By Staff Reporter
Moody’s Investors Service has warned that “beyond the tragic loss of life” the Ebola virus could wreak “significant” economic and fiscal damage on the west African countries worst affected by the disease.
In a research note released on Thursday, the credit rating agency said it expected “critical commercial and transport disruptions” to last for at least a month as a result of the Ebola outbreak.
Although disruptions to the mining industry in the region were “likely to be temporary”, border crossings were either closed or allowing only limited public and commercial traffic, and regional airlines ASKY and Arik had joined international carriers Emirates and British Airways in suspending flights to Liberia and Sierra Leone. Along with Guinea, the two countries were at the centre of the epidemic.
In a sign of global alarm at the spread of the disease, Korean Airlines has announced it is suspending flights to and from Kenya, in east Africa, which has not recorded any Ebola cases but is one of the main aviation hubs for the continent. This was after Kenyans began complaining on social media about inadequate screening of travellers from west Africa at Jomo Kenyatta airport.
The worst outbreak of Ebola has claimed more than 1,000 lives, the vast majority in Guinea, Sierra Leone and Liberia. It risks having a direct financial effect on stretched government budgets in some of the region’s poorest states, Moody’s said, and could lead to “economic and fiscal deterioration” in the continent’s largest economy, Nigeria, if the disease spreads there.
Liberia’s minister of finance, Amara Konneh, said projected gross domestic product growth in 2014 would need to be revised down from the 5.9 per cent forecast as a result of the crisis. In Guinea, GDP would fall a percentage point to 3.5 per cent, according to initial International Monetary Fund and World Bank projections. The country on Thursday declared a public health emergency over the epidemic and was sending health workers to all affected border points.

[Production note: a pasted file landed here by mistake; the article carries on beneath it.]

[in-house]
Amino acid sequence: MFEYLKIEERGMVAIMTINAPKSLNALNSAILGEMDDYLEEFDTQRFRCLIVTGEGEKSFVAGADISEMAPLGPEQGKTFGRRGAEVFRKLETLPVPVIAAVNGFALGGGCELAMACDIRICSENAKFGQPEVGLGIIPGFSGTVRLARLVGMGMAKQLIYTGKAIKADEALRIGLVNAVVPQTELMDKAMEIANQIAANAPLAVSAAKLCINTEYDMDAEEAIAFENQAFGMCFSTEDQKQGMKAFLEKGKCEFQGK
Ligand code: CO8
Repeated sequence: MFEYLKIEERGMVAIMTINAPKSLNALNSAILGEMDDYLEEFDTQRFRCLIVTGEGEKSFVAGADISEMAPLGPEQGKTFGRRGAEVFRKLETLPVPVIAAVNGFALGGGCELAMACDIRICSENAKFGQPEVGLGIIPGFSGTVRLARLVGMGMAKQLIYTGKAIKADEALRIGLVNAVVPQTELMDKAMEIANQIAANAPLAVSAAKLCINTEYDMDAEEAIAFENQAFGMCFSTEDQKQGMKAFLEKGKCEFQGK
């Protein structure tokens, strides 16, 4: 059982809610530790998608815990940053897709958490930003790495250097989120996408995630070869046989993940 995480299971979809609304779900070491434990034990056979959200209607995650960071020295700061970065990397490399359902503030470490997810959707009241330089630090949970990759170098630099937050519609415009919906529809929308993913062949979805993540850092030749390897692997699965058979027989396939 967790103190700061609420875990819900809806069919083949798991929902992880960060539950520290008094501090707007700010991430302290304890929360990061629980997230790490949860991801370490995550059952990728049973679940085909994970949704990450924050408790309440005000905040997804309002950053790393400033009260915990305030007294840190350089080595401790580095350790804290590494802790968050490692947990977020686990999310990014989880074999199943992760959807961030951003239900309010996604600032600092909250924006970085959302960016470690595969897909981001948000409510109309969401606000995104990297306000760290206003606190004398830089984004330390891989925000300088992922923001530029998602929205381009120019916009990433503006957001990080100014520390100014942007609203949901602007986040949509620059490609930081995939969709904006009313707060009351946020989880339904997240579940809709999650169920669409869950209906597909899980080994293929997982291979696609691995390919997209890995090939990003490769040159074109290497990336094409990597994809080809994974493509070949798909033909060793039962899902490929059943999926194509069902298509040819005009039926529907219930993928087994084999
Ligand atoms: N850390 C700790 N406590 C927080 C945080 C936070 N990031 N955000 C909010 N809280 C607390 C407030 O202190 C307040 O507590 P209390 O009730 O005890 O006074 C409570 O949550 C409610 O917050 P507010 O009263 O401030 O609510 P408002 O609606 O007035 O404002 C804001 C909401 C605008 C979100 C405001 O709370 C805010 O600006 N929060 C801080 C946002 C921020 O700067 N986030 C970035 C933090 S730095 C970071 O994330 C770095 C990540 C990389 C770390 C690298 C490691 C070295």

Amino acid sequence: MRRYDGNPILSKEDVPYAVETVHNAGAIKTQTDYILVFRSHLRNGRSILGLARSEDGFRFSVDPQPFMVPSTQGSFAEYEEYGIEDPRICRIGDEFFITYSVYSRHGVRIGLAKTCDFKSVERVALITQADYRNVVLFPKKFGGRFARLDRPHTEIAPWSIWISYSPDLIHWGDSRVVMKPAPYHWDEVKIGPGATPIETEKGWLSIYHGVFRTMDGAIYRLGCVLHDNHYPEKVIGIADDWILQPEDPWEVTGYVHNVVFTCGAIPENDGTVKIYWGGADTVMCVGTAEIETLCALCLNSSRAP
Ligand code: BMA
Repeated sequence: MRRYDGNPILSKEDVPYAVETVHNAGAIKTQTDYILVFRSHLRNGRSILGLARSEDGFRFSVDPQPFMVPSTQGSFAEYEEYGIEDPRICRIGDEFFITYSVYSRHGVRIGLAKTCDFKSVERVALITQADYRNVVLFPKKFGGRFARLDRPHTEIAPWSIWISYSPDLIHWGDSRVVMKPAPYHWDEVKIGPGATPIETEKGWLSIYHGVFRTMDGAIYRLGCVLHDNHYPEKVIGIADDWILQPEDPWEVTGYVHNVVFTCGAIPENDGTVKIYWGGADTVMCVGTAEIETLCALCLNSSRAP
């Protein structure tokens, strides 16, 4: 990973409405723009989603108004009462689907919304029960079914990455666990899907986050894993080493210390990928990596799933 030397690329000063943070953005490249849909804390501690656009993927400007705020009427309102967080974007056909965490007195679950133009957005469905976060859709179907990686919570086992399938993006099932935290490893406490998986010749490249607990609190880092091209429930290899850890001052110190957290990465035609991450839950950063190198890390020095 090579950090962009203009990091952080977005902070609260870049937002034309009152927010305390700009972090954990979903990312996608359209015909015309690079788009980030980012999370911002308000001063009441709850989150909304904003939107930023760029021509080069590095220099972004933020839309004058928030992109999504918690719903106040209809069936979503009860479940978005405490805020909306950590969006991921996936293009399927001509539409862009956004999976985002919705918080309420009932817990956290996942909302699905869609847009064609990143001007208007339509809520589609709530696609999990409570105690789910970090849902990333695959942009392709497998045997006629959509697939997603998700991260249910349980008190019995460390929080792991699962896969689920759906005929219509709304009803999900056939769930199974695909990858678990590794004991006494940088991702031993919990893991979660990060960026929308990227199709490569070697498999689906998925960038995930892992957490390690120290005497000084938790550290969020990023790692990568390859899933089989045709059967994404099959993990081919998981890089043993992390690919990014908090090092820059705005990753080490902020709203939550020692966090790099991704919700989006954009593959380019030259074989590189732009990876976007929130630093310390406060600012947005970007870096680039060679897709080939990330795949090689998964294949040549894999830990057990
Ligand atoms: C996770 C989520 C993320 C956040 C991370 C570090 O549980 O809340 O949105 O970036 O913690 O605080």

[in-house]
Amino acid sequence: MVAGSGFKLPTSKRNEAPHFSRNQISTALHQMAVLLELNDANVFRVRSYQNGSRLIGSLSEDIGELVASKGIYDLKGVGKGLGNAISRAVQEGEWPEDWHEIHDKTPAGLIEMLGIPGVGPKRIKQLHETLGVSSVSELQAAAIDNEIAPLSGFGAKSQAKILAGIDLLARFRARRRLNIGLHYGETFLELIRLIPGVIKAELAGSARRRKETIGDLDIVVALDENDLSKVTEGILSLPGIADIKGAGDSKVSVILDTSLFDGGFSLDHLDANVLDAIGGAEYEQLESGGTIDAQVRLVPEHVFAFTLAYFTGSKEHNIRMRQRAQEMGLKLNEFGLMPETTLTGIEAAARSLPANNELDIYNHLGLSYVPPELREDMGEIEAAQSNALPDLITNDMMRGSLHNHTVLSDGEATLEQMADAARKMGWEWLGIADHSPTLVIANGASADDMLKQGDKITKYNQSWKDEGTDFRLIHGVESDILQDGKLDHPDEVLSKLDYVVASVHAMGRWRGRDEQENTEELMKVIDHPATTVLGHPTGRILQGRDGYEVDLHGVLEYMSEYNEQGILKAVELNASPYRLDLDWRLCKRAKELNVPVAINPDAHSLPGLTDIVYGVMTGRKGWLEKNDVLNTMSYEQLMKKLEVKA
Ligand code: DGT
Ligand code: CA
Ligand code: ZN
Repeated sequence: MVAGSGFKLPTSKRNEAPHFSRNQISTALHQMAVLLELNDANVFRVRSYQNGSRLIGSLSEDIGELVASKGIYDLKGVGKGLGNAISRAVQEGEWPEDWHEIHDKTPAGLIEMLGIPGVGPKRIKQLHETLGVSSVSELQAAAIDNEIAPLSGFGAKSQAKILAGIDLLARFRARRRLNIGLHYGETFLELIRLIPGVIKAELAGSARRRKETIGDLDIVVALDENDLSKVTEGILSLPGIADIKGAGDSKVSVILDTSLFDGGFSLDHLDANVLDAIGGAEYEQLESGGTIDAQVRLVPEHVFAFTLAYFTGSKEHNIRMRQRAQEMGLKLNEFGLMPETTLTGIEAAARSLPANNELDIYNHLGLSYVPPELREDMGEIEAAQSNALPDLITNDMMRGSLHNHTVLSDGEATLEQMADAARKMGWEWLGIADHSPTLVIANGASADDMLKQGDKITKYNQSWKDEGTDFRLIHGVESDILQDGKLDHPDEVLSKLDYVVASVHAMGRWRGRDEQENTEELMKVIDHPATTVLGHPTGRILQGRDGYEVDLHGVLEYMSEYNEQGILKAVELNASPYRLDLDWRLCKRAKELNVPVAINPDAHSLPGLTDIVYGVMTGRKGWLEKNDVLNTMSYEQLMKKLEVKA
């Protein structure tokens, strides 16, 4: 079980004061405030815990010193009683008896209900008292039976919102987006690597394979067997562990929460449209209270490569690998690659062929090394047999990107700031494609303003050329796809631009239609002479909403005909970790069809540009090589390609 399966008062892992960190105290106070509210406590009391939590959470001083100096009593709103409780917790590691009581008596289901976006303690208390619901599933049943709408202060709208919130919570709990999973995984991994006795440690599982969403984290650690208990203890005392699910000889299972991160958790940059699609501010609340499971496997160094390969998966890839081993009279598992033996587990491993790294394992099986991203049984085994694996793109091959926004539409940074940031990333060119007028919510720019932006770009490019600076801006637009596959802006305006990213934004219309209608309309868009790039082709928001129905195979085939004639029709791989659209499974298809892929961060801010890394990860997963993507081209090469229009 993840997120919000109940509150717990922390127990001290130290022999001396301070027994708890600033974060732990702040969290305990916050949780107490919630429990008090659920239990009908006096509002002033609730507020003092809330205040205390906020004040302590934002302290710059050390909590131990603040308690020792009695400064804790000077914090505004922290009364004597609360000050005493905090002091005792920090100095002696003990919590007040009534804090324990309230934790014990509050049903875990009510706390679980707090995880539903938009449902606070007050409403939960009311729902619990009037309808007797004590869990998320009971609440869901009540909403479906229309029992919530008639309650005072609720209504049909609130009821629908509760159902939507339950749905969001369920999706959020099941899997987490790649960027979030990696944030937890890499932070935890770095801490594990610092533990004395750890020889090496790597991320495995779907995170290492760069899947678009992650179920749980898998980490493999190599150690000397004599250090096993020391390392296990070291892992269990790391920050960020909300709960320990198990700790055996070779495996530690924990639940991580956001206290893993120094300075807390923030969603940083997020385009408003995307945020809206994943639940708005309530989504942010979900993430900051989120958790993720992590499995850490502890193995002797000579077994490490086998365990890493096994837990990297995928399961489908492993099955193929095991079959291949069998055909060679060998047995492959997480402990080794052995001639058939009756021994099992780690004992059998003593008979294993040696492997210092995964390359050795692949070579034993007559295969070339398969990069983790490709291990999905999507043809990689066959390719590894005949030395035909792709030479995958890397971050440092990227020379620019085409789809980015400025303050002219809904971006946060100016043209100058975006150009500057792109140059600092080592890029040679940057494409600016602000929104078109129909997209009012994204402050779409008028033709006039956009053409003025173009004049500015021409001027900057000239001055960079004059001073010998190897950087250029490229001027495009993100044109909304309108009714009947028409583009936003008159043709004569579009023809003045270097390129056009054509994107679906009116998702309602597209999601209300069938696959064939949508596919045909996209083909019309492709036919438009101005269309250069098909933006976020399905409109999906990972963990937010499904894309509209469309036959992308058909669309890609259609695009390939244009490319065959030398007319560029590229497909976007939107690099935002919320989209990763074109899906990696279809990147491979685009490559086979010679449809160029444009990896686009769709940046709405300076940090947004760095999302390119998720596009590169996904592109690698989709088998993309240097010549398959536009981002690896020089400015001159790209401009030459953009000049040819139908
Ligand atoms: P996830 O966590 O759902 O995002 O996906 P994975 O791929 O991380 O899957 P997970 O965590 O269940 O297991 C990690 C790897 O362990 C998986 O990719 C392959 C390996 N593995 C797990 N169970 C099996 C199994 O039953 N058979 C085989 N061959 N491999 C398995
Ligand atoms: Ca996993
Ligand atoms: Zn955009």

Nigeria, Africa’s most populous nation, has been relatively successful in identifying and tracking down potential carriers of the disease who had direct contact with Patrick Sawyer, a Liberian American who died at a Lagos clinic shortly after travelling to the country from Monrovia this month.
The Nigerian authorities were watching 189 people who either had direct contact with Mr Sawyer or secondary contact with those who were with him before his illness was diagnosed and may be struck.
However, the authorities face a stiff challenge maintaining control over potential victims. A nurse who had close contact with Mr Sawyer before he died skipped quarantine in Lagos and went to her home in the eastern city of Enugu. She made contact there with 20 other people, all of whom were under surveillance, Labaran Maku, information minister, said on Thursday.
A third person has now died of the disease in Nigeria.
Moody’s noted that ArcelorMittal, the steel manufacturer, has halted work on the second phase of an iron ore development in Liberia. Tullow Oil, the UK company, has withdrawn staff from the country, and African Minerals, the largest private sector employer in Sierra Leone, has imposed restrictions on non-essential travel.
“If a significant outbreak emerges in the Nigerian capital of Lagos, Africa’s most populous city, the consequences for the west African oil and gas industry would be considerable,” the agency added.
Nigeria, the world’s 12th-largest producer of oil, depends on oil for more than 85 per cent of hard currency earnings and more than two-thirds of state revenues.
“A major outbreak would impair the indigenous workforce and likely prompt international oil companies to evacuate their expatriate personnel, resulting in significantly curtailed production,” the note said.